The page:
Last but not least, Van Dijk was better at taking the ball back from the opponent (just slightly when pressing, by a lot when tackling).

The radar plot shows the strengths and weaknesses of the two players. Looking at the area covered, Van Dijk was clearly the more efficient contributor overall to his team.

A similar exercise can be done for other roles. For example, Sergio Aguero’s name pops up in the top 5 scorers and ball winners whereas Leroy Sané, playing for the same team, shows up in the top 5 ball winners and controllers:

The comparison is much closer in this case. The two are virtually equivalent when it comes to dribbling past the opponent, however, Sané was better at controlling passes directed at him, shooting on target and pressing the opponent. On the other hand, Aguero was a lot better on aerial contrasts, tackling, scoring and creating goal actions in general as well as being a slightly more efficient passer.


The article tries to formalize player evaluation based on event-based data. There are some limitations to this approach.

First of all, a player might not be attempting certain actions due to the coach’s strategy. This would be the case for a defender in charge of winning the ball back vs. one that is tasked with building the play from behind or a play-making forward vs. a typical number 9 who is expected to be the main scorer.

Furthermore, the data in fbref does not distinguish between different roles on the same line, e.g. a wing back is likely expected to move the ball a lot more than a center back who is probably tasked with stopping opponents getting closer to the penalty area.

Finally, a player playing in a good team might look better because the rest of the team serve better balls (improving scoring efficiency) or lose less balls (less ball recovering events).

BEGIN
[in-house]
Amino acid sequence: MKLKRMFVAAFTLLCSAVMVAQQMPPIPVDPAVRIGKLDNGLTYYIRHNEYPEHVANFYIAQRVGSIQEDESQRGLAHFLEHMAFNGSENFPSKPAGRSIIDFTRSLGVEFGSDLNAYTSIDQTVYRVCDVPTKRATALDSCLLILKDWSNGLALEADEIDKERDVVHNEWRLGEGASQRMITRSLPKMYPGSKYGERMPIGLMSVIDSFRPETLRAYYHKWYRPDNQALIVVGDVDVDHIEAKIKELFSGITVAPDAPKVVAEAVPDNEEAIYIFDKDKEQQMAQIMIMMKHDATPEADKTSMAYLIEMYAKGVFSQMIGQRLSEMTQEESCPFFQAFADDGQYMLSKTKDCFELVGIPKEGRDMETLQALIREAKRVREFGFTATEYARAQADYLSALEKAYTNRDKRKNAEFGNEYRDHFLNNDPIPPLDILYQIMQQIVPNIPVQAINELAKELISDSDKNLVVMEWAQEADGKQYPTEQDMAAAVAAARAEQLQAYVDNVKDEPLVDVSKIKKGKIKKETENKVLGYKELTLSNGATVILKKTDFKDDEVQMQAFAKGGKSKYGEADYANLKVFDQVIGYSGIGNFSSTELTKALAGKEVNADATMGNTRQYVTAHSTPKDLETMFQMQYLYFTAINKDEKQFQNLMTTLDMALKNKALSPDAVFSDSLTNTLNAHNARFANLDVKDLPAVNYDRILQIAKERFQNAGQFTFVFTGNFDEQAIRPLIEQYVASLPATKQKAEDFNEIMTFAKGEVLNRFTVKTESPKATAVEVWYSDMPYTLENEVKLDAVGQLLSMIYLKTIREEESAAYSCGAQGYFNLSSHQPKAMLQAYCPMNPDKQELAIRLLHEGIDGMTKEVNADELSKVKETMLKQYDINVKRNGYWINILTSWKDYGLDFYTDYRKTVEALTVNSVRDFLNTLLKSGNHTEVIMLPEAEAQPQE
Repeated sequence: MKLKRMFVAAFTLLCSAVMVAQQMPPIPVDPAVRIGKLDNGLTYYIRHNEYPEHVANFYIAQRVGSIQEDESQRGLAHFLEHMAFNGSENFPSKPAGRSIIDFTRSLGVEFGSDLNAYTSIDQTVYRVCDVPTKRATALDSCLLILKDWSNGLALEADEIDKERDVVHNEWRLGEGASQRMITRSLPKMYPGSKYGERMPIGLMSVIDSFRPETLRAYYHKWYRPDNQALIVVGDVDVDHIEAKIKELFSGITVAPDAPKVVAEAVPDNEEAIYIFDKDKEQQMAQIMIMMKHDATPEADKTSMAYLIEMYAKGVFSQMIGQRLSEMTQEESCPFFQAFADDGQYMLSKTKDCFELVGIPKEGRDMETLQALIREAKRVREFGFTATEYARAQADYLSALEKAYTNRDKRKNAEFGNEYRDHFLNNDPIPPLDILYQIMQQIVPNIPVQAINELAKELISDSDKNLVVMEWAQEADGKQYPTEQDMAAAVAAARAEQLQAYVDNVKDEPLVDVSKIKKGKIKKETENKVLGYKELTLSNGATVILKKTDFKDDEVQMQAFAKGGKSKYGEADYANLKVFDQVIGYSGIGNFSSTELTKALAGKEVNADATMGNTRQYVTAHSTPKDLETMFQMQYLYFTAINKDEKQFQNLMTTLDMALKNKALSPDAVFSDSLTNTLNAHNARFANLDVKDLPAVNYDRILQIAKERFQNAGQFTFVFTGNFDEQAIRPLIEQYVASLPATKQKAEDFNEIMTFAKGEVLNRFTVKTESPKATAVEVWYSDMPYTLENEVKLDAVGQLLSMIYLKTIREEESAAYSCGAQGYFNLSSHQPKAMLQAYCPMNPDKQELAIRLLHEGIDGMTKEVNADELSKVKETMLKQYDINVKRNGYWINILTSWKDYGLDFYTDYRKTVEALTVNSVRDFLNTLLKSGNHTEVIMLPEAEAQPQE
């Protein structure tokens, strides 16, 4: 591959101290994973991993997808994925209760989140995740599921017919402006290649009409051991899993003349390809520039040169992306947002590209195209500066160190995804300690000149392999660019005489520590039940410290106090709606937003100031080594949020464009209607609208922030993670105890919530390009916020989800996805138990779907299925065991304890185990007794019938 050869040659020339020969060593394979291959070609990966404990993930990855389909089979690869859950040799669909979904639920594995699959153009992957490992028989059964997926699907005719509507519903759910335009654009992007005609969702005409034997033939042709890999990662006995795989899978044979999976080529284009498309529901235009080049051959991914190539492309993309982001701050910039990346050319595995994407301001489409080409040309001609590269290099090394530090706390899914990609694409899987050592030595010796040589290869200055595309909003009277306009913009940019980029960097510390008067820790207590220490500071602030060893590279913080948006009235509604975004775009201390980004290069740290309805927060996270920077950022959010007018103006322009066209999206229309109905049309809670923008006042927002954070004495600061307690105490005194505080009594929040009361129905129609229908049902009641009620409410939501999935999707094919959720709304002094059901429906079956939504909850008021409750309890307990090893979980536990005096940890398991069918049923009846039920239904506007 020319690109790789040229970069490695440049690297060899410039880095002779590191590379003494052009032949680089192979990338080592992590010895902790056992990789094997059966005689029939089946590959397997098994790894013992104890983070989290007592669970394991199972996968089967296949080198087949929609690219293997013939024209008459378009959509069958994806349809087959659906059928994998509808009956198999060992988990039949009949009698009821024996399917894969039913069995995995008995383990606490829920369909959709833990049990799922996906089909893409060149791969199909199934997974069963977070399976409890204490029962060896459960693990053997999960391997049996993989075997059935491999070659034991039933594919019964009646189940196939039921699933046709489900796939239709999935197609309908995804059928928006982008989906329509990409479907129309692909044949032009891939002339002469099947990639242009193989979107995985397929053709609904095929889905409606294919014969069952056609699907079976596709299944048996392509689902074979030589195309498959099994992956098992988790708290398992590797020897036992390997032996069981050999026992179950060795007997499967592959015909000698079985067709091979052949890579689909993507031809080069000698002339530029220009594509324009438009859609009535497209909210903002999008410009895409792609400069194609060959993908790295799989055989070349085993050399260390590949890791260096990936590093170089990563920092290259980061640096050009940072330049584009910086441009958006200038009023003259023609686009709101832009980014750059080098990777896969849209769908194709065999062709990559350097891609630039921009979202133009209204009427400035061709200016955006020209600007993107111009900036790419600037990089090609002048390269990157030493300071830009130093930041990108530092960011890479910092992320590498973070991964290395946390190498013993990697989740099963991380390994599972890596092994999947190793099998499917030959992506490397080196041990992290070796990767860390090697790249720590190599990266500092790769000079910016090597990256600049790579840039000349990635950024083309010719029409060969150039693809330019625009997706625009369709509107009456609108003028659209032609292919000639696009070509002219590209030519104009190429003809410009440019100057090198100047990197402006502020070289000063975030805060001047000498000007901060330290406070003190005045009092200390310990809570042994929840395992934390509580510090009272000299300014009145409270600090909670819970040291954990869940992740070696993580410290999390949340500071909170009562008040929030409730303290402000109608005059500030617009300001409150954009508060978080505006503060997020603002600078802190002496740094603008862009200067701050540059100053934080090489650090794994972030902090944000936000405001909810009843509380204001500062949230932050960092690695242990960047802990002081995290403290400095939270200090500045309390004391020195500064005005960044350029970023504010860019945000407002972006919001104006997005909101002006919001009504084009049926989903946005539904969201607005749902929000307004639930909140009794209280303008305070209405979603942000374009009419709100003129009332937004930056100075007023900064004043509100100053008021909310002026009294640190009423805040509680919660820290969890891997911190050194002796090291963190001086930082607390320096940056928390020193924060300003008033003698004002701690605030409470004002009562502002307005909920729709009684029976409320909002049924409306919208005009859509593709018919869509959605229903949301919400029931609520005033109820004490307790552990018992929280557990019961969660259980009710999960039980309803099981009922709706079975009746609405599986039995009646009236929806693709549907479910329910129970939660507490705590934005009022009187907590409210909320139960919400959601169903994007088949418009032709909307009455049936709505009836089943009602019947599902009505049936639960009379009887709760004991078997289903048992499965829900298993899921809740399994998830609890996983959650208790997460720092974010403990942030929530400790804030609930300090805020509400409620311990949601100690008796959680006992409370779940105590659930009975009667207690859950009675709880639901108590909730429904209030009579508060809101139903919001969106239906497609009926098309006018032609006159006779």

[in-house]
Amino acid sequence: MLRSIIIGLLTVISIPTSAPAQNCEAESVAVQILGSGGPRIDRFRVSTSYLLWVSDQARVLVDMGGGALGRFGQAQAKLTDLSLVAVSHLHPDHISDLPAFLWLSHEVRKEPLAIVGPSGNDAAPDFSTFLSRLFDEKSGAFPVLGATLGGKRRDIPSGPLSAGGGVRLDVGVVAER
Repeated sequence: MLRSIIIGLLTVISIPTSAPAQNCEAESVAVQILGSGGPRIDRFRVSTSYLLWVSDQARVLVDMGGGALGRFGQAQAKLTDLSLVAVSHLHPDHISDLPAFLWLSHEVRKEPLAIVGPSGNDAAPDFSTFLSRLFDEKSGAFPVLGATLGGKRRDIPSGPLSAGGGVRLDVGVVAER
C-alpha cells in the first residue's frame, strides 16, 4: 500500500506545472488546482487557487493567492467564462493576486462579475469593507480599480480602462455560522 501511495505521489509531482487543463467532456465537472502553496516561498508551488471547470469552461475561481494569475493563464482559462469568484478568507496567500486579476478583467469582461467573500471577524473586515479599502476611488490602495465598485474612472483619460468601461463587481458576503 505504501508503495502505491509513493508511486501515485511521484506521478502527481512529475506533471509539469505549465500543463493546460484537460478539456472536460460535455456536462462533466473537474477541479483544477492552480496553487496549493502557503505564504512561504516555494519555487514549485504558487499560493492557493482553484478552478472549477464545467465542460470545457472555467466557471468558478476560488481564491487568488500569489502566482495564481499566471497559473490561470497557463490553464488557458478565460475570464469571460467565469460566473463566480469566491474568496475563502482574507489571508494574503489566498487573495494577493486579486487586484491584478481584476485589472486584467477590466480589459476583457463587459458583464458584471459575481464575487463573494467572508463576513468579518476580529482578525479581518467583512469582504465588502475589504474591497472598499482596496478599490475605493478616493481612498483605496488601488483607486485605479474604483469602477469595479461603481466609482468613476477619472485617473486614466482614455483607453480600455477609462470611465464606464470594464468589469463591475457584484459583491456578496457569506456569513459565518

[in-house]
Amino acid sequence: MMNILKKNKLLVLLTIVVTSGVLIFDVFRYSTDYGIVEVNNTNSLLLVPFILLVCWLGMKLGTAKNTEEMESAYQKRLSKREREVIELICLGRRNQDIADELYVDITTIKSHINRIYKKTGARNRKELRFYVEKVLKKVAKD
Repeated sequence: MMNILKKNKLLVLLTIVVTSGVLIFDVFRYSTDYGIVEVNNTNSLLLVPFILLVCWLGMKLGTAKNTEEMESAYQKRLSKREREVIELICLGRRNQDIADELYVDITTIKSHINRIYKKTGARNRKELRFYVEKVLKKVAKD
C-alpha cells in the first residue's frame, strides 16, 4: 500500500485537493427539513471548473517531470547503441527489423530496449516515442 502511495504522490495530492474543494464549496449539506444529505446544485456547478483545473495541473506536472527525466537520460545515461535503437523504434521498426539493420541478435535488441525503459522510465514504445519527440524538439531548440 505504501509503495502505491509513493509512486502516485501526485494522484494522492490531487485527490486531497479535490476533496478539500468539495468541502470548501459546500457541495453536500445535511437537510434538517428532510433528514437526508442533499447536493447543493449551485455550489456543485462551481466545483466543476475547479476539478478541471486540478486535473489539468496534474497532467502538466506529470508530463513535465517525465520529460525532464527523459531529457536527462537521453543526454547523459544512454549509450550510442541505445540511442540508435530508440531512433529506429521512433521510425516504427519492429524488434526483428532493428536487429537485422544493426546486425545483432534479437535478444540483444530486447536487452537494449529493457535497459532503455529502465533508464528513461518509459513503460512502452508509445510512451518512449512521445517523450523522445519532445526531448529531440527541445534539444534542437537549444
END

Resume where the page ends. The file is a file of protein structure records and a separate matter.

These would be valid points and, given more advanced data, they could be addressed in a separate post. However, the goal of this one is establishing a baseline that could be implemented across different leagues. While the focus here has been on the English Premier League, the same analysis could be done for players in the second or third league as the stats used here could be gathered cheaply at any level (like baseball’s score sheets can be collected in any league anywhere in the world). Data on a player’s movement and interaction likely requires more expensive technology for automatic capture and would be unaffordable for a second division or semi-pro team.

Finally, the type of advanced stats developed here should be simple enough for the layman, so that even the least data literate fans can appreciate the analytical verdict on who is the best player for a specific task on the pitch.

Data Science & Football

This article is part of a three-part series that focuses on data science in relation to football.

To learn more about data science in football, you can also read these articles:

Part I: Deconstructing a Winning Season 

Part III: Bad Performance or Bad Luck? How Offense/Defense Quality and Uncertainty Impact Outcomes in Football


Title: Evaluating Football Players
DAIN Studios, Data & AI Strategy Consultancy
Published in ,
Updated on January 16, 2024